It's a cold, snowy Friday, and the Browns are just two days away from their final home game of 2017.
Seems like a three-question kind of day.
Hey Andrew, Sashi Brown loved accumulating "future year's" draft picks. Do you think John Dorsey is likely to trade the Browns' "Houston" first-round pick for at least two first-round picks (one this year and one next year)? -- Tom V., Chattanooga
This is an impossible question to answer, so I won't try. The draft is months and months away, Dorsey has been on the job for eight days and, while many of these trades get settled upon in the months and days leading up to the draft, many others are made in the heat of the moment. A lot can change between today and late April, so we're not going to try to predict the future.
Here's what we know: The Browns are looking to add as much talent to the roster heading into 2018, and they're in position, as it stands today, to have two picks in the top 10 and four in the top 40 thanks to the first- and second-round picks they acquired from Houston in different trades. If the Browns make all of those picks, they'll have four really good players to add to the roster. If they don't, then they'll be able to acquire even more assets, whether it be in the form of 2018 draft picks, 2019 draft picks or veteran players, by dealing those valuable selections.
When it comes to Dorsey's history with trades of draft picks, there are a handful that stand out. The biggest was his signature move with the Chiefs, as he traded a 2013 second-round pick and a conditional 2014 second/third rounder (it turned out to be a second-rounder) to San Francisco for quarterback Alex Smith. The veteran has been a stabilizing force in Kansas City and is in the midst of a career year. The 49ers flipped both of those picks -- which were ultimately used on wide receivers Justin Hunter (2013) and Cody Latimer (2014) -- in separate trades.
In 2016, Dorsey traded the team's first-round pick (28th overall) and a seventh-rounder to San Francisco in exchange for the 49ers' second-, fourth-, and sixth-round selections within the same draft. He used the 49ers' second-rounder to select defensive lineman Chris Jones, who has been a fixture on Kansas City's D-line, logging 17 starts and appearing in all 29 games. That trade opened the door to another one later in the second round, when he swapped the team's original second-round pick for Tampa Bay's third- and fourth-round selections within the same draft. The Buccaneers used the Chiefs' pick to select kicker Roberto Aguayo.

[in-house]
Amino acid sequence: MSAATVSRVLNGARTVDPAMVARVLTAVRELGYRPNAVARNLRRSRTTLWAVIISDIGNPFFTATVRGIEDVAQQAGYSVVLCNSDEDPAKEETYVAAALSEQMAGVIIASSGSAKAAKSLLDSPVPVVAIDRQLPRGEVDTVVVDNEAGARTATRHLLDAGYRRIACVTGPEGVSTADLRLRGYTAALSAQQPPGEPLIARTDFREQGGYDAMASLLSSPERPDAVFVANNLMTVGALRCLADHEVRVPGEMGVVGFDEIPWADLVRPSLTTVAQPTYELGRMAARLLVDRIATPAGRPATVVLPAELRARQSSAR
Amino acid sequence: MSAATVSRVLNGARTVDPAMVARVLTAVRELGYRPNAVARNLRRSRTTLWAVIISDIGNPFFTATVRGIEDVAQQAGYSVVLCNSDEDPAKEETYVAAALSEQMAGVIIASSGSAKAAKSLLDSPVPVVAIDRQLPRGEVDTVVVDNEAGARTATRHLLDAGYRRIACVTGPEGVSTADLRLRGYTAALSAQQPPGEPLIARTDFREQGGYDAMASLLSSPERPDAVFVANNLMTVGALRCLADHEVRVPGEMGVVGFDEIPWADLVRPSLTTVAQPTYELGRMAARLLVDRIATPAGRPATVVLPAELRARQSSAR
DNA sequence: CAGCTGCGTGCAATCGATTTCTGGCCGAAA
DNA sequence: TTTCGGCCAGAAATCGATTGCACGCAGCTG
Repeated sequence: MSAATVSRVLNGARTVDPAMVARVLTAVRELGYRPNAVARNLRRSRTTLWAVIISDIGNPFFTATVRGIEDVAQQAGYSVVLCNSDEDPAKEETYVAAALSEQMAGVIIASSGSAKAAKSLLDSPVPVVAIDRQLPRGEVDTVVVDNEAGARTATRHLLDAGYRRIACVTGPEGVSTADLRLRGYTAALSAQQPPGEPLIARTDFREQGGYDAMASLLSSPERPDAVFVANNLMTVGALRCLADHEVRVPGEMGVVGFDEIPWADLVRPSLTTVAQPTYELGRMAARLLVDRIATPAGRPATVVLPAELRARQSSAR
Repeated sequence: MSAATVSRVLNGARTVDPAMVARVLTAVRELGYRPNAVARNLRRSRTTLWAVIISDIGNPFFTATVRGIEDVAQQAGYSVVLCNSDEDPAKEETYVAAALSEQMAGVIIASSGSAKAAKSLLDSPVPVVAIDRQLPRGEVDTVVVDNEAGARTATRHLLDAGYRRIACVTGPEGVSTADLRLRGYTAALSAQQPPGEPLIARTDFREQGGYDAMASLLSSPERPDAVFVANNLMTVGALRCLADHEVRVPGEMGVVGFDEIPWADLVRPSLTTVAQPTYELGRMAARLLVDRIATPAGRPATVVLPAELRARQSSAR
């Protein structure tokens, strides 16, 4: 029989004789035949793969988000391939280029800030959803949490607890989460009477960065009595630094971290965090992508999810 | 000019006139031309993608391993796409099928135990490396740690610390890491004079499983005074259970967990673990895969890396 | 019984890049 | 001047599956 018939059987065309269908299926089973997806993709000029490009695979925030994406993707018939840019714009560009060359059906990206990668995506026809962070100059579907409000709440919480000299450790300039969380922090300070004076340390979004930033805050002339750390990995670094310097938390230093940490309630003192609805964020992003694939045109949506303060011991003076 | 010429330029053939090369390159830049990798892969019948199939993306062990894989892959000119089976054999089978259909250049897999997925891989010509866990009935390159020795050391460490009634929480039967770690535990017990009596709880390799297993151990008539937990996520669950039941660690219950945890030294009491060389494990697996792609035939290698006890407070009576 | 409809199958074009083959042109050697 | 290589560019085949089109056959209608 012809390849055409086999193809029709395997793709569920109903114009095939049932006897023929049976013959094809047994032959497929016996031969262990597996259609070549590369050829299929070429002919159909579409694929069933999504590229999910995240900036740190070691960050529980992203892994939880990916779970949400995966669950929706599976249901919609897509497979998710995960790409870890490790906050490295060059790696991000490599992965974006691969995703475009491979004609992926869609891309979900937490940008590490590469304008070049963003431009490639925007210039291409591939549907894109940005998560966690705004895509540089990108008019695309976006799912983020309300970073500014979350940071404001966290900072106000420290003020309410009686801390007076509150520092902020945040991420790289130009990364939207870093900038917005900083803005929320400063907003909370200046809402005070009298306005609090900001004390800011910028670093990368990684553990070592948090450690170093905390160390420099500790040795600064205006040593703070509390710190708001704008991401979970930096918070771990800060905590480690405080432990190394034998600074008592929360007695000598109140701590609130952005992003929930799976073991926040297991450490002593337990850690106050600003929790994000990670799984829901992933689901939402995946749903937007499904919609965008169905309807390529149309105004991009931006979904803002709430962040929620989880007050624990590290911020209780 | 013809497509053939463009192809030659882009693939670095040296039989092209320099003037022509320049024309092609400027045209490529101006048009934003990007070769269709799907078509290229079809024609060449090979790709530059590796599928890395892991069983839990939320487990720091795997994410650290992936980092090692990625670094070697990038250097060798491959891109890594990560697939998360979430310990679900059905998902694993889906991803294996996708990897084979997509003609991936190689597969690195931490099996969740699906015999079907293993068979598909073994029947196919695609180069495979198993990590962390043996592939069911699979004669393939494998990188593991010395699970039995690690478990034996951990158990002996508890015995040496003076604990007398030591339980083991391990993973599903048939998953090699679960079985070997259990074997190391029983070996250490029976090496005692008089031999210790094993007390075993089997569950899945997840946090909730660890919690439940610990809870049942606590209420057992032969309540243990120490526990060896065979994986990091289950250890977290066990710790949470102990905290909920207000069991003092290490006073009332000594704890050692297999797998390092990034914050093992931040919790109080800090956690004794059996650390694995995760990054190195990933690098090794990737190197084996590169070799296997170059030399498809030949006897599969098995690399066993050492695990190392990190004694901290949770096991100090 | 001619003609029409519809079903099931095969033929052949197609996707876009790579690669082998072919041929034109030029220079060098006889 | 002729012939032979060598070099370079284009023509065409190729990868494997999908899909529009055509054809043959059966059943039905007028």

And in the 2017 draft, of course, the Chiefs made one of the biggest moves of the first round, jumping from 27th to 10th to take Texas Tech quarterback Patrick Mahomes. The cost: a 2017 first-round pick, which Buffalo used to take defensive back Tre'Davious White, a 2017 third-rounder and the team's 2018 first-round pick.
Is Hue Jackson going to hire an offensive coordinator? -- John K., Wakeman
That remains to be seen, but Jackson left the door open to the possibility when he was asked about it last week. He explained why he hasn't had one to this point and said why 2018 might be the right time to potentially change it.
"I thought it was unfair for me when I first came here – I got the job because of what I did on offense – I didn't think it was fair to give anybody that title and not have a football team that was worthy of that guy to be the leader of it when I didn't think it was where it needed to be," Jackson said. "To me, then you guys would have been telling me to get rid of him. I would rather you guys tell me to get rid of me than somebody [else]. It is like a set-up.
"I truly believe a year from now that we are going to be better equipped and in a better situation. Do I want an offensive coordinator? That is definitely a possibility for me, there is no question. At the same time, I knew what I was getting myself into in the beginning. I knew what I needed to do and I wasn't worried about all of the criticism and things that have been said."
With the receiver position not at full capacity with injury and underperforming and Duke Johnson's ability at catching along with him being touted early on in the season, why has he not been a bigger part of the pass game in multiple ways? -- Sean C., Bedford
I'd argue Johnson has been a major part of Cleveland's passing attack considering he leads the team with 56 receptions -- 27 more than the next-best -- and 497 yards. Since he recorded just two catches in the season opener -- a game in which he primarily lined up as a slot receiver -- Johnson has notched at least three in all but one and is averaging 5.6 targets per game. He's five catches away from his career high and will be near 200 receptions for his career by the end of his third season.